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Accents!

Dan

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1) What accent do you speak in?

Me ... I talk in the generic Midland Northern accent of the US Midwest, with a hint of a Buffalo accent (the nasal flat-a) if you deliberately try to listen for it.

2) What accents do you encounter where you live and at work?

In Orlando, most accents you would encounter were US/Eastern/Midland Northern, but in the part fo town where I worked, you could just as well have been in rr'll Jaw-juh ... it was very Southern. Sadly, I couldn't understand many older African-Americans when they spoke; they accents were very thick.
 

Chet

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Most of us are the plain-jane midwestern "Tom Brokaw" sounding folks (yes, I know he's a canuck).

South Milwaukee as well as parts of the Lake Michigan shore to our north (like Sheboygan and Manitowoc) speak with a Germanic tinge that comes across sounding like the Mackenzies ("...You goin to da store, eh?")
 

el Guapo

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Dan,
I think I speak Military brat (some time in the south) with a slight twist of Western Kansas residual cowpoke. You have spoken with me. Other than retarded half the time, what accent do you think I have?
 

el Guapo

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bturk said:
Most of us are the plain-jane midwestern "Tom Brokaw" sounding folks (yes, I know he's a canuck).
Thats Jenning's, Brokaw is from the Dakotas.
 
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I'm also sporting that nice nasal flat a: My brother is Peeatrick (not Patrick) and I just called my Deead last night, my mom wasn't home.

I tend to pick up accents quick. When I was a foreign exchange student, all my american friends were from ohio and nebraska, so my brother then was Paht and it was Dahddy. In Geneseo, my friends were all Long Island, and I would slip into that. I picked up a pretty credible South Carolina accent whilst there. But now that I'm back to upstate NY, its back to my original accent.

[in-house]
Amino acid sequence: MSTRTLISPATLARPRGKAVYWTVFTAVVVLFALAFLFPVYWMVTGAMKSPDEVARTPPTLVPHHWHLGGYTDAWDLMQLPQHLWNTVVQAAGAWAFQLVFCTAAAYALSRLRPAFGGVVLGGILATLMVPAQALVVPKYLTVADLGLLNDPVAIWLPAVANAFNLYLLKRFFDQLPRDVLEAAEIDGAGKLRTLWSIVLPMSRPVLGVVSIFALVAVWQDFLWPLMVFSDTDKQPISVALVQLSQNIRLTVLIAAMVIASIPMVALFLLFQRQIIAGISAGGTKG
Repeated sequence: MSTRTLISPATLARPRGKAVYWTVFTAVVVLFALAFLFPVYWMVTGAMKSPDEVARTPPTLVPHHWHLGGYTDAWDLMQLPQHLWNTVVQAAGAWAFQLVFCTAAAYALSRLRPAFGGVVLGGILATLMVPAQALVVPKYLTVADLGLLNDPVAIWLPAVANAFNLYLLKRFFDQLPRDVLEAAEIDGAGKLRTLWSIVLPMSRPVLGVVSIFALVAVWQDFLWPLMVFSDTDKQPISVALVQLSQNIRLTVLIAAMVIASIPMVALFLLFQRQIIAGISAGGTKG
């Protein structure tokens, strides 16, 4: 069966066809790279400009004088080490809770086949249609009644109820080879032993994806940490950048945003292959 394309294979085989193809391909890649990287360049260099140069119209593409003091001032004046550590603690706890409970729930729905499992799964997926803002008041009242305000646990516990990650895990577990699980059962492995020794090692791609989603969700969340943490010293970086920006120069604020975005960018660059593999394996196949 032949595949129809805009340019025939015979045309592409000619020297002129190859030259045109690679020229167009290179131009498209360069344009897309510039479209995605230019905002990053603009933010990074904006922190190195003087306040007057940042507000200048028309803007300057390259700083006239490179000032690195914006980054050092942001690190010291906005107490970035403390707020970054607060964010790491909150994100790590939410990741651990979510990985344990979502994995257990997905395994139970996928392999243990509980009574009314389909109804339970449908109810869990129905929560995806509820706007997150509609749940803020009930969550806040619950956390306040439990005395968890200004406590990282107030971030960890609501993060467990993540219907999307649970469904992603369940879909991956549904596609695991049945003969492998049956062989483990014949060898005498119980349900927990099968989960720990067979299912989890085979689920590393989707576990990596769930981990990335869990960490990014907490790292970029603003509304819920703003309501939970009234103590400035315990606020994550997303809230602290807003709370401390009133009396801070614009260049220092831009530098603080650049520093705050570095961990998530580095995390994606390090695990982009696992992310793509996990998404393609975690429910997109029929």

Tranplanner

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I speak mainly hoser, eh?

I have a lot of brit words/expressions in my vocabulary due to my background...

I think Canadians in general have a pretty neutral accent - supposedly we are in demand as English teachers as ours is the easiest accent to understand.
 

Seabishop

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3,838
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Rhode Island accents are kind of like Boston's but without that typical Kennedy "aaaaaaa" sound. No R's at the end of words.

It can be a really "dumb" sounding accent. In the most severe cases, RI accents can sound like a deaf person talking.

I've always been interested in regional accents, but haven't done enough travelling to notice much firsthand. I was surprised though by the weird twangy accents of some people in rural S. Central PA.

COPS is the best place for regional dialects on TV.
 

donk

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Since living in the maritimes I have picked up an eastern canadian accent. More "aboot" (about) and "hoose" (house) then before I moved here.

Accents with the french people I deal with are really strong and can vary greatly from small community to small community. For example I can understand someone from Neguac's French, but can't understand French from BSA due to the accent and use of language.